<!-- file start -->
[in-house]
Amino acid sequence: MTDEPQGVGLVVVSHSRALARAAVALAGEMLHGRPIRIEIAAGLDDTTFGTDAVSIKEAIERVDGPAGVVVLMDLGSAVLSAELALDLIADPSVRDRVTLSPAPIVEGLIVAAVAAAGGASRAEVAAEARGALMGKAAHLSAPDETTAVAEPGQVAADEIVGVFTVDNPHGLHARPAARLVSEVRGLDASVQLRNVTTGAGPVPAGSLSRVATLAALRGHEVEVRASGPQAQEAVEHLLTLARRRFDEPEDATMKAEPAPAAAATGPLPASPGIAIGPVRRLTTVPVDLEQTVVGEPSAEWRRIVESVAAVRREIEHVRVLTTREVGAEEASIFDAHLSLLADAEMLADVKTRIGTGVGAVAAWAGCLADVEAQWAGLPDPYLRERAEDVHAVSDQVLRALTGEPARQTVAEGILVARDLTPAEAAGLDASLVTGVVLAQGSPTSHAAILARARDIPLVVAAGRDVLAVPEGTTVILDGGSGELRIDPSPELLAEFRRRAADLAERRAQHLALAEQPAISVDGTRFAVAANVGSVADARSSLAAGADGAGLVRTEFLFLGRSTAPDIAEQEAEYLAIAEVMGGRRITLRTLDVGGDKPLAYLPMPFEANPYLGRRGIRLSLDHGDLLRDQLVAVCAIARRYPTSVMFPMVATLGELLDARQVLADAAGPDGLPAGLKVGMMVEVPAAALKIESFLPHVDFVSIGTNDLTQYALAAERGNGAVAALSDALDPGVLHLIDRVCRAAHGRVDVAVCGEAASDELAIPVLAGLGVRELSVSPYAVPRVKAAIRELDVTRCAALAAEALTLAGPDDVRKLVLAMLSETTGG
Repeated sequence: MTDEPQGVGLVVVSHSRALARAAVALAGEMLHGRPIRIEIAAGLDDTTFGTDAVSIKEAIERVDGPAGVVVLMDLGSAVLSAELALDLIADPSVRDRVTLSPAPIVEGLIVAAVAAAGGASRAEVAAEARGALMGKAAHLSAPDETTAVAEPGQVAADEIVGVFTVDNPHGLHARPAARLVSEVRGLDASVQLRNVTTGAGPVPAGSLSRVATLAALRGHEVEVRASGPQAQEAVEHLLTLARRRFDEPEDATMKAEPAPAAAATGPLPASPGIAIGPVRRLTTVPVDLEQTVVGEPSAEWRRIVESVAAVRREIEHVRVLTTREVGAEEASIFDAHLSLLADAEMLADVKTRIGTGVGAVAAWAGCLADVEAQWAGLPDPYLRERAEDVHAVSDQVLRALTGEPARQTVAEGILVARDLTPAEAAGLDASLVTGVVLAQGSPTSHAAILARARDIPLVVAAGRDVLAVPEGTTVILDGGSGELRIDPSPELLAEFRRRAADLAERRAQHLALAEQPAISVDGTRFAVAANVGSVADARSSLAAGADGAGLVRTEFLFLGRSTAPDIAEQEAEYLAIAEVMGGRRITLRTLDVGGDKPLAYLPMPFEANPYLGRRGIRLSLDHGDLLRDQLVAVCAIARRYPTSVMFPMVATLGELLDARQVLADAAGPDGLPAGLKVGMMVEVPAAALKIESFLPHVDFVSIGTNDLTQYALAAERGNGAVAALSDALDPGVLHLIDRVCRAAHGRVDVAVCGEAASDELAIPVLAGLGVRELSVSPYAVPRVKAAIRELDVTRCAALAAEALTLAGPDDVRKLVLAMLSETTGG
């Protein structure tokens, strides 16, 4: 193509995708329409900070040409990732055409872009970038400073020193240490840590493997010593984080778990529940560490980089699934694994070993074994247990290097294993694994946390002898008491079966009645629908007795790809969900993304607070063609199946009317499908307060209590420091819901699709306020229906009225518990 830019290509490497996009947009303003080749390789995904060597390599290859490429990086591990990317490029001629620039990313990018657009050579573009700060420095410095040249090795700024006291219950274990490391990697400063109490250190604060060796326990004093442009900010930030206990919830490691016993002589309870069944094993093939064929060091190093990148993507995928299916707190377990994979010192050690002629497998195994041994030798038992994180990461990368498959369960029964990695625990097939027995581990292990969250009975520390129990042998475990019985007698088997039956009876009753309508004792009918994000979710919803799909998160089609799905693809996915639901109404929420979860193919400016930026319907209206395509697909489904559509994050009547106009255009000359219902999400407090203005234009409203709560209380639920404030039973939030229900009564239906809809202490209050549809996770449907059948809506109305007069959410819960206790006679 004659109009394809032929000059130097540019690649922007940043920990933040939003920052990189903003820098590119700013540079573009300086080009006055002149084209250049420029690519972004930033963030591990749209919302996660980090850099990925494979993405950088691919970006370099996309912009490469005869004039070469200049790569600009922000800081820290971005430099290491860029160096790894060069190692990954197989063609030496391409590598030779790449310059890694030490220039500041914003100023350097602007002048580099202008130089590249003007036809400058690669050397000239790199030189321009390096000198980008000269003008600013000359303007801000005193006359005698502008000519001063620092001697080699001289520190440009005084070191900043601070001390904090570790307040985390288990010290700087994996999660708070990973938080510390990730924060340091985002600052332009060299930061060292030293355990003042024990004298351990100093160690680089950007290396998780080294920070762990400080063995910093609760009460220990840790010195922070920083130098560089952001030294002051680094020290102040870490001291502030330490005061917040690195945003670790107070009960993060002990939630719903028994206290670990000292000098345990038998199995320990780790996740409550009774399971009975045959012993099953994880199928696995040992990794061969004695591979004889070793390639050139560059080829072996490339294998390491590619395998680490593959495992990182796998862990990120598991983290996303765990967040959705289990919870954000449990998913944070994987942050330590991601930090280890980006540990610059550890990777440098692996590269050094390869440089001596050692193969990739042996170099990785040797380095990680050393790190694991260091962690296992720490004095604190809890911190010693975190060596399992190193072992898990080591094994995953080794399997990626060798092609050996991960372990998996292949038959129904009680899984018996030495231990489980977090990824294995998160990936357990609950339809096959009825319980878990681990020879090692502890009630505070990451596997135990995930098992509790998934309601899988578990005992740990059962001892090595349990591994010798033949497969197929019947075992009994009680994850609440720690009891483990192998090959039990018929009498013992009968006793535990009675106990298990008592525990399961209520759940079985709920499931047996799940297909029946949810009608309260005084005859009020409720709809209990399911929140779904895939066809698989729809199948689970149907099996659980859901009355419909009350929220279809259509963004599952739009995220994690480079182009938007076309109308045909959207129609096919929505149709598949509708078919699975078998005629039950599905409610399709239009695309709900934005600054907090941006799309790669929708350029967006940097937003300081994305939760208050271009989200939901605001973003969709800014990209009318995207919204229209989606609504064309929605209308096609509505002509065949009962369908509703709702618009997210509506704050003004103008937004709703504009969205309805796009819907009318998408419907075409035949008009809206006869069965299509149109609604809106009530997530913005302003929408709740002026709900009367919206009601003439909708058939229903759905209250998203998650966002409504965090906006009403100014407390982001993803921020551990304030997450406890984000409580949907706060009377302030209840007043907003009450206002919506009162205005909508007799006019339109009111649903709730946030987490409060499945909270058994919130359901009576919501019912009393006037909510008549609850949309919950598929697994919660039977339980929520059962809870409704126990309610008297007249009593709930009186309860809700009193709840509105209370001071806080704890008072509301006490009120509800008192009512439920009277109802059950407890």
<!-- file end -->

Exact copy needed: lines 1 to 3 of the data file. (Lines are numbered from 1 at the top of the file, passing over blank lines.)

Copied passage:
[in-house]
Amino acid sequence: MTDEPQGVGLVVVSHSRALARAAVALAGEMLHGRPIRIEIAAGLDDTTFGTDAVSIKEAIERVDGPAGVVVLMDLGSAVLSAELALDLIADPSVRDRVTLSPAPIVEGLIVAAVAAAGGASRAEVAAEARGALMGKAAHLSAPDETTAVAEPGQVAADEIVGVFTVDNPHGLHARPAARLVSEVRGLDASVQLRNVTTGAGPVPAGSLSRVATLAALRGHEVEVRASGPQAQEAVEHLLTLARRRFDEPEDATMKAEPAPAAAATGPLPASPGIAIGPVRRLTTVPVDLEQTVVGEPSAEWRRIVESVAAVRREIEHVRVLTTREVGAEEASIFDAHLSLLADAEMLADVKTRIGTGVGAVAAWAGCLADVEAQWAGLPDPYLRERAEDVHAVSDQVLRALTGEPARQTVAEGILVARDLTPAEAAGLDASLVTGVVLAQGSPTSHAAILARARDIPLVVAAGRDVLAVPEGTTVILDGGSGELRIDPSPELLAEFRRRAADLAERRAQHLALAEQPAISVDGTRFAVAANVGSVADARSSLAAGADGAGLVRTEFLFLGRSTAPDIAEQEAEYLAIAEVMGGRRITLRTLDVGGDKPLAYLPMPFEANPYLGRRGIRLSLDHGDLLRDQLVAVCAIARRYPTSVMFPMVATLGELLDARQVLADAAGPDGLPAGLKVGMMVEVPAAALKIESFLPHVDFVSIGTNDLTQYALAAERGNGAVAALSDALDPGVLHLIDRVCRAAHGRVDVAVCGEAASDELAIPVLAGLGVRELSVSPYAVPRVKAAIRELDVTRCAALAAEALTLAGPDDVRKLVLAMLSETTGG
Repeated sequence: MTDEPQGVGLVVVSHSRALARAAVALAGEMLHGRPIRIEIAAGLDDTTFGTDAVSIKEAIERVDGPAGVVVLMDLGSAVLSAELALDLIADPSVRDRVTLSPAPIVEGLIVAAVAAAGGASRAEVAAEARGALMGKAAHLSAPDETTAVAEPGQVAADEIVGVFTVDNPHGLHARPAARLVSEVRGLDASVQLRNVTTGAGPVPAGSLSRVATLAALRGHEVEVRASGPQAQEAVEHLLTLARRRFDEPEDATMKAEPAPAAAATGPLPASPGIAIGPVRRLTTVPVDLEQTVVGEPSAEWRRIVESVAAVRREIEHVRVLTTREVGAEEASIFDAHLSLLADAEMLADVKTRIGTGVGAVAAWAGCLADVEAQWAGLPDPYLRERAEDVHAVSDQVLRALTGEPARQTVAEGILVARDLTPAEAAGLDASLVTGVVLAQGSPTSHAAILARARDIPLVVAAGRDVLAVPEGTTVILDGGSGELRIDPSPELLAEFRRRAADLAERRAQHLALAEQPAISVDGTRFAVAANVGSVADARSSLAAGADGAGLVRTEFLFLGRSTAPDIAEQEAEYLAIAEVMGGRRITLRTLDVGGDKPLAYLPMPFEANPYLGRRGIRLSLDHGDLLRDQLVAVCAIARRYPTSVMFPMVATLGELLDARQVLADAAGPDGLPAGLKVGMMVEVPAAALKIESFLPHVDFVSIGTNDLTQYALAAERGNGAVAALSDALDPGVLHLIDRVCRAAHGRVDVAVCGEAASDELAIPVLAGLGVRELSVSPYAVPRVKAAIRELDVTRCAALAAEALTLAGPDDVRKLVLAMLSETTGG